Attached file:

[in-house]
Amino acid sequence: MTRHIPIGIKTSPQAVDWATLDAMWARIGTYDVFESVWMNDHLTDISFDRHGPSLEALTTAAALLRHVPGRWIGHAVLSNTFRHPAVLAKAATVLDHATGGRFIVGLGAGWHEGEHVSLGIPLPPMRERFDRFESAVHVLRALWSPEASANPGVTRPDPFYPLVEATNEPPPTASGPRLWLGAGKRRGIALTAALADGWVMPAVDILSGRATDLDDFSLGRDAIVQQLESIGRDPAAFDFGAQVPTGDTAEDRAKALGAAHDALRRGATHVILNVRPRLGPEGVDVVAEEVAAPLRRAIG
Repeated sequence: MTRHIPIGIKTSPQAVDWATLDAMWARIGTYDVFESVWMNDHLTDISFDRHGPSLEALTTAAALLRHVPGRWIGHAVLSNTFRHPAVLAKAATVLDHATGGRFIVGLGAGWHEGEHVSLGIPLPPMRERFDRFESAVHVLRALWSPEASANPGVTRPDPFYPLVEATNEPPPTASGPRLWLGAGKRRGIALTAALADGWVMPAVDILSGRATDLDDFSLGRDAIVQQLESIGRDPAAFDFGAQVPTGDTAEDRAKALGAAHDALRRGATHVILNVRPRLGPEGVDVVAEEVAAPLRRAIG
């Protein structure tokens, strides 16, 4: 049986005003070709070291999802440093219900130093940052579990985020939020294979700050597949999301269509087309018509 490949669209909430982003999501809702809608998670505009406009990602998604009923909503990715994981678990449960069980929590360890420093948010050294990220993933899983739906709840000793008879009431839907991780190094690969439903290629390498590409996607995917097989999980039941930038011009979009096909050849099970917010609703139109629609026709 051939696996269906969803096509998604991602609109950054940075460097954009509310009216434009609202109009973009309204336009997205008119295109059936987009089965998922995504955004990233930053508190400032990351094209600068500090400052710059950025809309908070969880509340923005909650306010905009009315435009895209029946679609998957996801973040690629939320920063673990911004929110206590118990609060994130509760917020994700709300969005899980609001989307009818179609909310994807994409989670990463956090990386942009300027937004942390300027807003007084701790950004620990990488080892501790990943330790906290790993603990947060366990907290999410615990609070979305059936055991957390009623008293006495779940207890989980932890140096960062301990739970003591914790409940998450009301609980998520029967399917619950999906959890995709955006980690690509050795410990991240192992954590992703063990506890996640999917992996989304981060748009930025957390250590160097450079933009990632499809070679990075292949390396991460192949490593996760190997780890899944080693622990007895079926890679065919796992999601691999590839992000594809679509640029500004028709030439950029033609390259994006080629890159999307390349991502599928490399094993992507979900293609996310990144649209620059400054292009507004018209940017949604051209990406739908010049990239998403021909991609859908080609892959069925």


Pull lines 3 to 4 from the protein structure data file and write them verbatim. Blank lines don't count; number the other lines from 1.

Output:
Repeated sequence: MTRHIPIGIKTSPQAVDWATLDAMWARIGTYDVFESVWMNDHLTDISFDRHGPSLEALTTAAALLRHVPGRWIGHAVLSNTFRHPAVLAKAATVLDHATGGRFIVGLGAGWHEGEHVSLGIPLPPMRERFDRFESAVHVLRALWSPEASANPGVTRPDPFYPLVEATNEPPPTASGPRLWLGAGKRRGIALTAALADGWVMPAVDILSGRATDLDDFSLGRDAIVQQLESIGRDPAAFDFGAQVPTGDTAEDRAKALGAAHDALRRGATHVILNVRPRLGPEGVDVVAEEVAAPLRRAIG
């Protein structure tokens, strides 16, 4: 049986005003070709070291999802440093219900130093940052579990985020939020294979700050597949999301269509087309018509 490949669209909430982003999501809702809608998670505009406009990602998604009923909503990715994981678990449960069980929590360890420093948010050294990220993933899983739906709840000793008879009431839907991780190094690969439903290629390498590409996607995917097989999980039941930038011009979009096909050849099970917010609703139109629609026709 051939696996269906969803096509998604991602609109950054940075460097954009509310009216434009609202109009973009309204336009997205008119295109059936987009089965998922995504955004990233930053508190400032990351094209600068500090400052710059950025809309908070969880509340923005909650306010905009009315435009895209029946679609998957996801973040690629939320920063673990911004929110206590118990609060994130509760917020994700709300969005899980609001989307009818179609909310994807994409989670990463956090990386942009300027937004942390300027807003007084701790950004620990990488080892501790990943330790906290790993603990947060366990907290999410615990609070979305059936055991957390009623008293006495779940207890989980932890140096960062301990739970003591914790409940998450009301609980998520029967399917619950999906959890995709955006980690690509050795410990991240192992954590992703063990506890996640999917992996989304981060748009930025957390250590160097450079933009990632499809070679990075292949390396991460192949490593996760190997780890899944080693622990007895079926890679065919796992999601691999590839992000594809679509640029500004028709030439950029033609390259994006080629890159999307390349991502599928490399094993992507979900293609996310990144649209620059400054292009507004018209940017949604051209990406739908010049990239998403021909991609859908080609892959069925």